Finally, chapter five details aspects of the contemporary festival through the lens of cultural geography. Here, I discuss key centers of social interaction such as the main Plaza de Armas, the Malecón and the Avila Camacho Boulevard connected the historic center of Veracruz to the seaside town of Boca del Río. Together, these and other associated "spots" help define the exuberant local culture of Veracruz at a time when the city is at its best: Carnival!

Similar to the pagan rituals which preceded it, Carnival signals a change of season as winter gradually gives way to spring. In this vein, the festival can be appreciated as a fertility rite with participants dancing, singing, dressing in costume, feasting, copulating and celebrating through the night in hope of aiding the coming year's growing season. In certain cultures celebrants imagine themselves cavorting with the dead in this party atmosphere-an enthusiastic communion (realized in part through masking and other symbolic rites) thought to contribute additional blessings to future harvests.

Female revelers ca. 1930

Female revelers ca. 1930 (AGEV)

As seen in the burning of Mal Humor, Carnival has traditionally provided an opportunity to rid the community of harmful elements. The subsequent period of alegría (as well as an often-audacious cycle of bingeing and purging) fulfills-some say-a higher purpose: to help maintain a perspective on one's humanity and sense of belonging. Carnival-in other words-is a celebration that, despite appearances, is ultimately designed preserve the local social order.

Yet while there are parallels between ancient and middle age Europe and today's festivals on this side of the Atlantic, Carnival in the Americas should not be taken as purely a European import. Following historian Peter Burke, this festival tradition in the "New World" city of Veracruz has achieved its own distinctive character due to the participation of women, the centrality of dance and the influence of African culture.4 Reflections on the uniquely "American" character of Veracruz Carnival will be offered by way of conclusion.

Women on float 1928

Women on float 1928 (AGEV)

Many remark that the recent commercialization of Mardi Gras/Carnival has complicated its social meaning and function as countless tourists now flock to huge citywide festivals orchestrated in Rio de Janeiro, New Orleans and Veracruz. Indeed, Carnival today is no longer purely a local celebration with certain seasonal and religious underpinnings but also big business. Although some reminisce nostalgically while deploring the contemporary festival as merely crass commercialism, I (along with the nearly one million who visit the city) believe there is still much to enjoy about Carnival. As almost anyone who has engaged in the pre-Lenten craziness can attest, Carnival's encouraging one to indulge temporarily in a near gluttonous consumption of food, flesh and earthly delights in the days leading up to Ash Wednesday truly has some kind of magical effect. Left with more than simply a nasty hangover or guilty conscience, Carnival's power is an utterly life affirming holiday and an essential "date" on the spring calendar. As a collective act of self-representation and myth making, Carnival tells us much about ourselves and the complex mix of cultures we live with everyday.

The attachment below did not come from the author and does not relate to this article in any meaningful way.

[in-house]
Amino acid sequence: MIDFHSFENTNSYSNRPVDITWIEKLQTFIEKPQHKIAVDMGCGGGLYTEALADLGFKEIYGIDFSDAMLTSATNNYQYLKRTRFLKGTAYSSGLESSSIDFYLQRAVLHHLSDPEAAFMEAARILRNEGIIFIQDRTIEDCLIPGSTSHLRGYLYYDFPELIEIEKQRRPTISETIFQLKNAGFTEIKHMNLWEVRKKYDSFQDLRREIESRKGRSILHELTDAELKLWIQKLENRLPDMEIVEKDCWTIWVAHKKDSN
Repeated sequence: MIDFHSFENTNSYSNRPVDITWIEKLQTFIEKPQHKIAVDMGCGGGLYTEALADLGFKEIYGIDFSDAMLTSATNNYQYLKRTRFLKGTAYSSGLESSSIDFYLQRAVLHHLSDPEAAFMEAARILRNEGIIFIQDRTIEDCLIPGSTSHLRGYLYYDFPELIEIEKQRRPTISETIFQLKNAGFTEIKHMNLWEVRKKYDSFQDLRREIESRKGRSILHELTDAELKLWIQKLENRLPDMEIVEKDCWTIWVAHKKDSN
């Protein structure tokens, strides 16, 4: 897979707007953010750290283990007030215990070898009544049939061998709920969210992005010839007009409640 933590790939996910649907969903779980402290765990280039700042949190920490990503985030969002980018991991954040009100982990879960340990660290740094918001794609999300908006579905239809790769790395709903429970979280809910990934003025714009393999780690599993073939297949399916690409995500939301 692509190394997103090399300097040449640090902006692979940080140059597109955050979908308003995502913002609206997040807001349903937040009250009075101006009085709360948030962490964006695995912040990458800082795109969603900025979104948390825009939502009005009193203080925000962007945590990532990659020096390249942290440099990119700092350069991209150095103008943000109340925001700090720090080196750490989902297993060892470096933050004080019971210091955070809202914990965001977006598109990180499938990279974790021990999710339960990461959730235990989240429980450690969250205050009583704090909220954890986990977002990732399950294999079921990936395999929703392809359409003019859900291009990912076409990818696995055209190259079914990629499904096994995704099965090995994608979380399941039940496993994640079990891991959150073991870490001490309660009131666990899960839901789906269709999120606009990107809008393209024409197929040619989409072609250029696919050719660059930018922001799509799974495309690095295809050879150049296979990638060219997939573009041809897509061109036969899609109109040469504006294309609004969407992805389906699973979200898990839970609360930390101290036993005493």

1. The term jarocho signifies the regional blend of indigenous, African and European heritage while also insinuating a close connection to other Caribbean cultures.

2 "Carnival in Rio is Dancing to More Commercial Beat," New York Times, February 25, 2004.

3. Following the 1959 Revolution, however, the festival (most dramatically observed in Havana and Santiago) was moved to July to commemorate the revolutionary movement that overthrew Batista.

4. Peter Burke, "The Translation of Culture: Carnival in Two or Three Worlds," (in) Peter Burke, The Varieties of Cultural History. (Ithaca: Cornell University Press, 1999), pp. 151-53.

Andrew Grant Wood © 2012